Blockchain gets its name from the way records are organized: a chain of linked blocks. Basically, a block is a piece of data that contains a list of recent transactions (like a page that prints entries). Blocks, like transactions, are public and visible, but they cannot be changed (like putting each page in a sealed glass case). As new blocks are added to the blockchain, a persistent record of the linked blocks is formed (much like a physical ledger and its multiple pages of records). This is a very simple analogy, but the process is much more complicated than that.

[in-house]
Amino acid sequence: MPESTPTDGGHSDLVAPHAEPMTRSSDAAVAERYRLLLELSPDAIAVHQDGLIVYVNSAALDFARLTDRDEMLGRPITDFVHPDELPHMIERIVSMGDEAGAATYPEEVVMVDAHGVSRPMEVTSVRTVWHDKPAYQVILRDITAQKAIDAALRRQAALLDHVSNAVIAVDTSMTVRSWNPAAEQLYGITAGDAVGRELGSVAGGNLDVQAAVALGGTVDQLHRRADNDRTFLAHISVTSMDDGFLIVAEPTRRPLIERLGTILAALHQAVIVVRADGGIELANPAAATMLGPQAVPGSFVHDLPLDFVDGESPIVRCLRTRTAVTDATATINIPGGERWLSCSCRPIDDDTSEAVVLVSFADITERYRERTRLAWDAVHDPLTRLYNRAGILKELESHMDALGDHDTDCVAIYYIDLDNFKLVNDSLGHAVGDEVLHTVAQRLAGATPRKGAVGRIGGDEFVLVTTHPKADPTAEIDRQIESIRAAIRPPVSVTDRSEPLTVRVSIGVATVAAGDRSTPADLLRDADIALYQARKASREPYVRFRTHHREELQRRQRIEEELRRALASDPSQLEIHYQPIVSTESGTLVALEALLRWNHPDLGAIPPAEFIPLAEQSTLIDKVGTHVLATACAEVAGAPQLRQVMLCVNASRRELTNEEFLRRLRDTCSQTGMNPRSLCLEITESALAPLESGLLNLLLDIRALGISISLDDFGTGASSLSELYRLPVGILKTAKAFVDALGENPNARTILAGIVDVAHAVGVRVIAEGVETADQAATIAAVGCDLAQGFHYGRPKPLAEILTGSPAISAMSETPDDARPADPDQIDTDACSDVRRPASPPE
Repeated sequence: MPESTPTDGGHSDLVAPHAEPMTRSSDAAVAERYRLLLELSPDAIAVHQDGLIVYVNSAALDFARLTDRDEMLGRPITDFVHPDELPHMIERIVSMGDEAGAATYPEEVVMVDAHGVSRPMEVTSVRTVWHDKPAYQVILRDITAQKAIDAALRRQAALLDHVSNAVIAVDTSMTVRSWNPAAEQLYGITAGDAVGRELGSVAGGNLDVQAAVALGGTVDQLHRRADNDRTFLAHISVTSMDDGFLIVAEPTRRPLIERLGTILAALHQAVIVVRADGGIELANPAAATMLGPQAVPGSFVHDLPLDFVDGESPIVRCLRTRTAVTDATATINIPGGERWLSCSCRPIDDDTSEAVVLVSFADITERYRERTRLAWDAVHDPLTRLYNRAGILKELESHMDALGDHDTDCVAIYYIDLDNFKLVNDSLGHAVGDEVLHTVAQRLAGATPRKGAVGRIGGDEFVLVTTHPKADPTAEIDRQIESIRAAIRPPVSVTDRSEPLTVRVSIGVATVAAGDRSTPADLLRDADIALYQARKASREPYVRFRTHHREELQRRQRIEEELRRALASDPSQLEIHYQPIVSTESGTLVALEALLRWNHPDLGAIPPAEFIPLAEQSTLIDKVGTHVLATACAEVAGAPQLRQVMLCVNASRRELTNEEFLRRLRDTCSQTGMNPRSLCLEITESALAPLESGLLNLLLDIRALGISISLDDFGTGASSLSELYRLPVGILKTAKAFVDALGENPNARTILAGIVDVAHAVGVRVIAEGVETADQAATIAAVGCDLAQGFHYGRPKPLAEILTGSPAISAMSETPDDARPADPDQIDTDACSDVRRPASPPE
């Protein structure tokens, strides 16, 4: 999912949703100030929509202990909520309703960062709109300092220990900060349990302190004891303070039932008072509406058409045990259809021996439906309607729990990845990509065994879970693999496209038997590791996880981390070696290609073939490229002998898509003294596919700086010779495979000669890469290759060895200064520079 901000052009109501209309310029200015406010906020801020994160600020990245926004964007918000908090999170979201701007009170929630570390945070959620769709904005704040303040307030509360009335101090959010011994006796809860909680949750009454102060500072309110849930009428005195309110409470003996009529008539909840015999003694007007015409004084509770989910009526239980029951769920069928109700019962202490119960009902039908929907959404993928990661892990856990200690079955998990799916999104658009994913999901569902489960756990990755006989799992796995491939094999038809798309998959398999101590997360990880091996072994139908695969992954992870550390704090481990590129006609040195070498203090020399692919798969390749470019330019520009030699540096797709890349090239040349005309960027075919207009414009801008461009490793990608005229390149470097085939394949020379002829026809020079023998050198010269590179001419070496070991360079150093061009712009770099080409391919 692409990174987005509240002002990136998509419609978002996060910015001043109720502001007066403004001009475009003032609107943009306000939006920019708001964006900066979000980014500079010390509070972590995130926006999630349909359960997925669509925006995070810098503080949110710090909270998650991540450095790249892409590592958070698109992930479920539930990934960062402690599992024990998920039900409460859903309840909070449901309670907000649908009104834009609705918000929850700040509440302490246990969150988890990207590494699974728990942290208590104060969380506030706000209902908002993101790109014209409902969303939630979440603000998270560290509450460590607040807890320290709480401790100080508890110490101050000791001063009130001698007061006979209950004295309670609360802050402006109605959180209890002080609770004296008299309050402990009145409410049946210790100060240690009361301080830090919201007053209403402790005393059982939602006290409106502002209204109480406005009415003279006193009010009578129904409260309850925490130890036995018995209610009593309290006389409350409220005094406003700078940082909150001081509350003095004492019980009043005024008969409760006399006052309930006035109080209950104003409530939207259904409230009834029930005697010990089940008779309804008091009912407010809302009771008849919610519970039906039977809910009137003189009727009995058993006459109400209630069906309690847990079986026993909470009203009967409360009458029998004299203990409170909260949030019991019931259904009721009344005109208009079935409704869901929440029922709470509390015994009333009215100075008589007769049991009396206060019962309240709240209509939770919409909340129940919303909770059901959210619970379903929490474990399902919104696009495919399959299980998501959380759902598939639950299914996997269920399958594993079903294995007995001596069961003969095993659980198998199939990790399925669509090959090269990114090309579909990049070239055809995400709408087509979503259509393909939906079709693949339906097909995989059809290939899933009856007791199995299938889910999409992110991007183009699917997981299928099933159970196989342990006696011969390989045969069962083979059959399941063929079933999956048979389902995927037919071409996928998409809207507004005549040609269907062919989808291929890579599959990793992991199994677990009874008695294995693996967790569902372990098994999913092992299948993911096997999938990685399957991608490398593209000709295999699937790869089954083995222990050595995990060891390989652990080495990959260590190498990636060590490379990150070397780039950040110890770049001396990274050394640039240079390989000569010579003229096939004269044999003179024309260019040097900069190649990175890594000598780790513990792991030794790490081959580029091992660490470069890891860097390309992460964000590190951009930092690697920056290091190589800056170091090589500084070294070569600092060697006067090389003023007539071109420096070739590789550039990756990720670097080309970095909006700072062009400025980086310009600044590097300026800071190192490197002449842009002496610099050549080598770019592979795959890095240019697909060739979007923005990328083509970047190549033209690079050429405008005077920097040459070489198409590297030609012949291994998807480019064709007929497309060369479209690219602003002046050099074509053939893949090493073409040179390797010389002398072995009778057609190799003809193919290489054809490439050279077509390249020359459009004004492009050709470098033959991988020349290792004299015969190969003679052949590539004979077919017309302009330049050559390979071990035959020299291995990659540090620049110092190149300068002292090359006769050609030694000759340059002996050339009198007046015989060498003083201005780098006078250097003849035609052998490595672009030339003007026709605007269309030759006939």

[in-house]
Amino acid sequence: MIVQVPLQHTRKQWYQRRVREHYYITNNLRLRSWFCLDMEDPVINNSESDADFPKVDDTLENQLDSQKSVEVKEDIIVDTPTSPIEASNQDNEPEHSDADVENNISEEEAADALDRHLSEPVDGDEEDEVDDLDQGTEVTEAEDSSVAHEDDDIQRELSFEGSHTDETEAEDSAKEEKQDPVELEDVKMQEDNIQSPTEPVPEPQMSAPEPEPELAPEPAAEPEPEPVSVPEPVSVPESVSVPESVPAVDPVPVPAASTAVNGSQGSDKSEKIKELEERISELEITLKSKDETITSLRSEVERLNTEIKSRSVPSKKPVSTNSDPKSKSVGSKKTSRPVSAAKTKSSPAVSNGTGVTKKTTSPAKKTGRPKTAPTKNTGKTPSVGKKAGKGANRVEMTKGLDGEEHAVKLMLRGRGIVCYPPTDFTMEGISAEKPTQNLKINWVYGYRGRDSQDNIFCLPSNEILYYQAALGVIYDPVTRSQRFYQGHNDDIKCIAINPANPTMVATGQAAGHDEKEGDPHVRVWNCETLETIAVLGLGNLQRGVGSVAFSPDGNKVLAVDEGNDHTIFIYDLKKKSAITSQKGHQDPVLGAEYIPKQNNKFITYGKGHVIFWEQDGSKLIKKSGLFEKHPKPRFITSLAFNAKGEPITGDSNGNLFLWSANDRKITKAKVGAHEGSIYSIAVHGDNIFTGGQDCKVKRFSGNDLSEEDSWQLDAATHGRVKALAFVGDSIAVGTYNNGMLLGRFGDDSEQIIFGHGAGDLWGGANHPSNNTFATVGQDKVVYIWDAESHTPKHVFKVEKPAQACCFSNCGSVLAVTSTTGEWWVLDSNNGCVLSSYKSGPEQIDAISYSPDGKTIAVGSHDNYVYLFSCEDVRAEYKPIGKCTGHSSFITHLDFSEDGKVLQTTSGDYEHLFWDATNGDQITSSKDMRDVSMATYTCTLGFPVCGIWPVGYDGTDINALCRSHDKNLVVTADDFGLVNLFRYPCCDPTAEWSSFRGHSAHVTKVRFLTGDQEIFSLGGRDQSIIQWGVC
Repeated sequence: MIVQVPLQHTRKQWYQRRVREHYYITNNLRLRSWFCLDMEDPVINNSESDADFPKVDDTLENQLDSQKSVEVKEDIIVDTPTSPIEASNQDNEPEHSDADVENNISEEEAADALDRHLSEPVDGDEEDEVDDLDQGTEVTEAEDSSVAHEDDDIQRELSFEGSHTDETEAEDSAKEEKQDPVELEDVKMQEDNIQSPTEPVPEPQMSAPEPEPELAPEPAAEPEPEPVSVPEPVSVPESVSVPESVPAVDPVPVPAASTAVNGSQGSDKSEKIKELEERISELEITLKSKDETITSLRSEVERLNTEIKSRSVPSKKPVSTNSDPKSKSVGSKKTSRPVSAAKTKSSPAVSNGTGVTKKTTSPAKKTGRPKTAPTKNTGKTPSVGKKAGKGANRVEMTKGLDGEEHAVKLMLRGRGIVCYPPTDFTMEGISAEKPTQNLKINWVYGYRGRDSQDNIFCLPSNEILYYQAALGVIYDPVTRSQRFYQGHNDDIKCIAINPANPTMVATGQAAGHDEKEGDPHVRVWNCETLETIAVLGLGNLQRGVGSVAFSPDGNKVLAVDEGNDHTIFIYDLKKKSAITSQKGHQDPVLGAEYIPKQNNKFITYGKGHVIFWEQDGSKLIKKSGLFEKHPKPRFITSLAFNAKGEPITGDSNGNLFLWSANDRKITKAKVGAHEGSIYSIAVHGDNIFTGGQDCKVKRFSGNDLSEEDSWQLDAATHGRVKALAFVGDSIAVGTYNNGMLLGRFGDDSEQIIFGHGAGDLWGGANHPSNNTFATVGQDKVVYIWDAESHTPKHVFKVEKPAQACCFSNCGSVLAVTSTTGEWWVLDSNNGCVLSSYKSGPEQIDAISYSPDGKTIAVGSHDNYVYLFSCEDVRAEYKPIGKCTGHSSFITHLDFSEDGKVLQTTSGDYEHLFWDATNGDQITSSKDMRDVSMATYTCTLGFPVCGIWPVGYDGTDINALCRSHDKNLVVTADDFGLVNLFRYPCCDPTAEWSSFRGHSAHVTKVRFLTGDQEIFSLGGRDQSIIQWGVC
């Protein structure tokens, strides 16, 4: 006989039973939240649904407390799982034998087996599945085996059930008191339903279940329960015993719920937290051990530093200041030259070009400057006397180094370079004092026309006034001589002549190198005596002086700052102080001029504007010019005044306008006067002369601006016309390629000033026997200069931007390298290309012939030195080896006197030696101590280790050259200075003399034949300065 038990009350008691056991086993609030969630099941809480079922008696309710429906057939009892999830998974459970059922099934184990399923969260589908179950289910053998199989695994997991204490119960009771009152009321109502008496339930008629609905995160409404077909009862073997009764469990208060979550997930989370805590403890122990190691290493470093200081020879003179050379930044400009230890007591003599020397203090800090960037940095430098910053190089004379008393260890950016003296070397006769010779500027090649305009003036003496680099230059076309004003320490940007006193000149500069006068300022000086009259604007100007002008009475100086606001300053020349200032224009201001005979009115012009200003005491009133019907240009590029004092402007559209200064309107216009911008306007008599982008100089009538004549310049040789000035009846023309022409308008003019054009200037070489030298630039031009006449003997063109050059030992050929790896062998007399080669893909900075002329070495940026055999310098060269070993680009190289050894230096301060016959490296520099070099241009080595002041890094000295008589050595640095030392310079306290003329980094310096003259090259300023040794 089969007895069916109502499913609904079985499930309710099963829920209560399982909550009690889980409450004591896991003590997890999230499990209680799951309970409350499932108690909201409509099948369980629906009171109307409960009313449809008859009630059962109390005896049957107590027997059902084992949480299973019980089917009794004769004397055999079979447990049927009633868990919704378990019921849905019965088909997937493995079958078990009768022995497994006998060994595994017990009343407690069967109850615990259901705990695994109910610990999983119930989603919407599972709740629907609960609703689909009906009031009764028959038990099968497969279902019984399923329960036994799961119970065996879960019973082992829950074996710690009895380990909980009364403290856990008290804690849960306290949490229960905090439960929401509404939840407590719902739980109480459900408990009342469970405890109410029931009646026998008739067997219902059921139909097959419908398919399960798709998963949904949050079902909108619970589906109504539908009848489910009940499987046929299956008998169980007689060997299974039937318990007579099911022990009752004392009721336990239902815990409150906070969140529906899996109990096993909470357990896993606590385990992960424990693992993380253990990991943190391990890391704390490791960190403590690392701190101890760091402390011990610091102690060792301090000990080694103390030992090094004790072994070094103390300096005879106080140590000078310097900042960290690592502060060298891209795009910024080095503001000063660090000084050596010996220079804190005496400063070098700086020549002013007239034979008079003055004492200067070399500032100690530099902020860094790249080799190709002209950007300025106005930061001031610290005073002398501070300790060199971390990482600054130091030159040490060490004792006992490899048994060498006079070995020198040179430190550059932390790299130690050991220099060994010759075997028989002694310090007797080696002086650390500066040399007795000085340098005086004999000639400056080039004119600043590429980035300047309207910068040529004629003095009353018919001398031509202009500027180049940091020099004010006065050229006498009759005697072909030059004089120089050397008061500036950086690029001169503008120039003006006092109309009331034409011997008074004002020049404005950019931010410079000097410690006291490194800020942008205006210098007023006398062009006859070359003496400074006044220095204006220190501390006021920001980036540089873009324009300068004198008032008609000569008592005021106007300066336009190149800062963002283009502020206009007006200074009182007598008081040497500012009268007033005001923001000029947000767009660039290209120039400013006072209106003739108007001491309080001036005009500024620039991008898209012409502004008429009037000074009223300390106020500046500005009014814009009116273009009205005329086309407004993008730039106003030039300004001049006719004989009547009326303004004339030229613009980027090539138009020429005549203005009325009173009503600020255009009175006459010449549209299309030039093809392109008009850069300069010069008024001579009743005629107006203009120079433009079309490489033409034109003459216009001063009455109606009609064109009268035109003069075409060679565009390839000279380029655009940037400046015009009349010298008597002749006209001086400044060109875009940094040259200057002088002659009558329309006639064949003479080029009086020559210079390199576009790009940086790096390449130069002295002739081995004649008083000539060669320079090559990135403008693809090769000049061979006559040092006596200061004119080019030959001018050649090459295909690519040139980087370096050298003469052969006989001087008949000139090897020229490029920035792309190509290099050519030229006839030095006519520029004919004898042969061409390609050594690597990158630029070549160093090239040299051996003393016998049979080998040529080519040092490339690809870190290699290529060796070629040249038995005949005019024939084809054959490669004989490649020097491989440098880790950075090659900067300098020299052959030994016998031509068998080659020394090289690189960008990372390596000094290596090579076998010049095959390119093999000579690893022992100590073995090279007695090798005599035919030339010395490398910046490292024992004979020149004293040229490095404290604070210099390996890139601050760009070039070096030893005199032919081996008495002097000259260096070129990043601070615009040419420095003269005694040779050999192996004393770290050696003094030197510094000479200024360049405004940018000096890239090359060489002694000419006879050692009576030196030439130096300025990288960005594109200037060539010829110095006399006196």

One of the main reasons blockchains are resistant to modification is that blocks are linked and secured by cryptographic proofs. To generate new blocks, network participants need to engage in a computationally intensive and expensive operation known as mining. Basically, miners are responsible for verifying transactions and grouping them into newly created blocks that are then added to the blockchain (if certain conditions are met). They are also responsible for introducing new coins into the system, which are released as a reward for their work.

Every newly confirmed block is associated with the block that precedes it. The beauty of this setup is that it is practically impossible to change the data in a block once it has been added to the blockchain, as they are secured with cryptographic proofs, are extremely difficult to undo, and very expensive to produce.

In a nutshell, a blockchain is a chronologically arranged chain of linked data blocks secured by cryptographic proofs.

Cryptocurrency and blockchain